After Eli Lilly CEO David Ricks’ gloomy view of Indiana’s appeal to businesses and workers, it’s clear that the GOP tactic of cutting taxes and offering tax credits to business without bold investments in education, quality of life or public health has set us on a course for ruin if we do little to correct it. On the contrary, Republican politics has actively undermined smart ideas for solving problems through the free market.
Indiana college graduates who have student loan debt owes $30,000 on average. This significant burden effectively prevents millennials and now Gen Z from becoming homeowners, starting families, and pumping money back into their local economies. The federal government has thankfully helped those with student loans by suspending student loan payments during the COVID-19 pandemic.
Failure to act on this emerging crisis is wrong. But actively undermining companies’ efforts to offer relief to employees is even worse – and an action the General Assembly took during the last legislative session in the form of a seemingly “unnoticed” provision in Act of registration in the Senate 382.
Suppose you have just been hired by an employer who offers to pay off the principal of your student loans as one of their benefits. Well, under the provisions of SEA 382, this employer contribution is now considered income and therefore taxable in Indiana, even though the federal government does not tax such contributions. Many other states also do not mandate this employer-supported relief, which means Indiana once again stands out for its state-enforced insensitivity.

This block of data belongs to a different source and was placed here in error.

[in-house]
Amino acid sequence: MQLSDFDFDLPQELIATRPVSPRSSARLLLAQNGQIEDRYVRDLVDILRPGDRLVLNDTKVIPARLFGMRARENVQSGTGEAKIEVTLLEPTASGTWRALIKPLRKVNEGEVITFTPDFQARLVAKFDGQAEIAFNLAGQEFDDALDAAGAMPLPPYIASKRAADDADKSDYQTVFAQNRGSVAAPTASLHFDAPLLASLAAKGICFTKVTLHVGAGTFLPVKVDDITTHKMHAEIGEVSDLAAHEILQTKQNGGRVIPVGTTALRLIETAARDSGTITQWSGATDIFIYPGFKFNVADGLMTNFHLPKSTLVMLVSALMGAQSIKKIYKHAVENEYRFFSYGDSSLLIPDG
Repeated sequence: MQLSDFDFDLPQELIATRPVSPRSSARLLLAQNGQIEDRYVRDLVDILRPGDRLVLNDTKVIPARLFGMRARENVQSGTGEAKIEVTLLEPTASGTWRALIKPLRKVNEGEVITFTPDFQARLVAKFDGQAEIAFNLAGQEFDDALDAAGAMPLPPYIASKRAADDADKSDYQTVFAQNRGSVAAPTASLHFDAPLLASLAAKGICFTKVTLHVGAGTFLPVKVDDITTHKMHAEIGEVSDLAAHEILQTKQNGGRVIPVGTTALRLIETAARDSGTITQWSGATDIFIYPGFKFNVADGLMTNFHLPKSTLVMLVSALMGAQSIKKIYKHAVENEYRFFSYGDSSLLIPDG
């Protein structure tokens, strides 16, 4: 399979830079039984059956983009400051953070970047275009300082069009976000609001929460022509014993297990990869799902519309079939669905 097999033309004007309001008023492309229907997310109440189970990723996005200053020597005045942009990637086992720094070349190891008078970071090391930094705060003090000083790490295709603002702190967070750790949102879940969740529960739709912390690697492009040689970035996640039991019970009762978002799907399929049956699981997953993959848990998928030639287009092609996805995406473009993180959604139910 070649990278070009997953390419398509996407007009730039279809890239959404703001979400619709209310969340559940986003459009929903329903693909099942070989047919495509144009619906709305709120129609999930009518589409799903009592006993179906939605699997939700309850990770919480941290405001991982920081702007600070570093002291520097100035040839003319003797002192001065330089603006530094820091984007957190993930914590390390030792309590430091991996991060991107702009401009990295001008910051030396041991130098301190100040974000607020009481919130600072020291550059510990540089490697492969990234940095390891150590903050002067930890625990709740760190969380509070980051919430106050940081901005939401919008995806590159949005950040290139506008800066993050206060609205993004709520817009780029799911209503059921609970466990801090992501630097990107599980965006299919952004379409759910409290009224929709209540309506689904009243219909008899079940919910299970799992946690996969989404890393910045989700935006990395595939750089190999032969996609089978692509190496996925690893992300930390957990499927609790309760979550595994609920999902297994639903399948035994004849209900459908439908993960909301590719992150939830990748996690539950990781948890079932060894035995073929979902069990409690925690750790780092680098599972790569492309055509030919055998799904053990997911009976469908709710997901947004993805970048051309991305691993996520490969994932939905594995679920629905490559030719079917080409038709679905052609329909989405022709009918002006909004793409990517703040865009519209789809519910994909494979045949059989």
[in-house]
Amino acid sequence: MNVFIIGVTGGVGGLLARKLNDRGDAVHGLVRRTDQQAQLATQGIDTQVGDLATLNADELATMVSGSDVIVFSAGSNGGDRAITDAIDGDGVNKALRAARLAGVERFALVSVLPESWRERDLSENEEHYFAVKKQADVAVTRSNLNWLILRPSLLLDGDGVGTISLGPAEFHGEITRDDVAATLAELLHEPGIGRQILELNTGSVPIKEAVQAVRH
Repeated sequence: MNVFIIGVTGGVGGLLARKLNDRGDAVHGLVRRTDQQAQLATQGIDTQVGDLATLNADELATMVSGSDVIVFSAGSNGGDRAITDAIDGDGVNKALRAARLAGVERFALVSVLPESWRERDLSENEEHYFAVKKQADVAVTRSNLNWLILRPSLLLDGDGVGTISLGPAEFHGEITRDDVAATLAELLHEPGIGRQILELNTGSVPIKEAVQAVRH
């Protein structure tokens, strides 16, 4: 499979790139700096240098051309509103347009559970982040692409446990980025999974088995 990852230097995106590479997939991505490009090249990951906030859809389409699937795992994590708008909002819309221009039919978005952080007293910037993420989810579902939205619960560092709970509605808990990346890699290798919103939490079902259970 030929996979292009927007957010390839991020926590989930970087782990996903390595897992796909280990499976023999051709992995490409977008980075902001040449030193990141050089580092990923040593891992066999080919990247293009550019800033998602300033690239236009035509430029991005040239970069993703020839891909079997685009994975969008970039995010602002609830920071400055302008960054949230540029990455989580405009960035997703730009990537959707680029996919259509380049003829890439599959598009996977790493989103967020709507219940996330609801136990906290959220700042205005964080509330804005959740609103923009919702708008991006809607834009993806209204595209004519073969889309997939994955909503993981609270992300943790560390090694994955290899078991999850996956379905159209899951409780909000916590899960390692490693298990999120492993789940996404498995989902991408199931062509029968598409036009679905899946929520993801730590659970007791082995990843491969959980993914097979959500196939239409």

As a tax-compliant state, Indiana adopts all aspects of the federal tax code for our state taxes, unless lawmakers write legislation to remove or modify portions of the income tax code. of the state of Indiana. This is one of those provisions, which means Republican lawmakers have been actively pushing hard to prohibit student loan debt relief.
What about this slap in the face to those with student debt? Like clockwork, every few months we’re hit with comments from community leaders like Ricks or a new study showing that other states are outperforming Indiana on economic development or simple quality of life outcomes. . We are at a crossroads to determine the future success of our state: either we continue to do business as usual, or we decide to invest in the education, economic well-being and health of our residents. .
One of those avenues is to fix this provision in the next session and allow this employer incentive to be what it is: an employment benefit that should be used entirely to pay down debt. of an employee.
Another solution is inspired by the philosophy of the MakeMyMove program. The MakeMyMove Incentive Program offers incentives such as cash allowances, moving assistance, free park passes, vouchers for discounted meals, etc., to a few people (usually no more than ‘a dozen). As a result, recipients of this program are relocating to rural areas and a few small urban areas to help “jumpstart” the economy, increase the tax base, and infuse talent into those locations for people who can now work remotely. Even this initiative — which, with the current composition of the General Assembly, will certainly benefit GOP lawmakers’ districts more than Democrats — was not funded by the Republican supermajority in the 2021 legislative session. of this, local governments have led the lone charge for funding this program.
It is true that we must encourage young people to live in all parts of our state. But we also want young people to stay in our state, period. Indiana is to launch a “HelpMeStay” program providing relief and programmatic support to recent graduates so they are incentivized to put down permanent roots here. A first step in that direction would be the repeal of Indiana’s tax on student loan debt found in SEA 382. So let’s do just that – let’s help our young people stay here.
Gregory Taylor, D-Indianapolis, is an Indiana State Representative.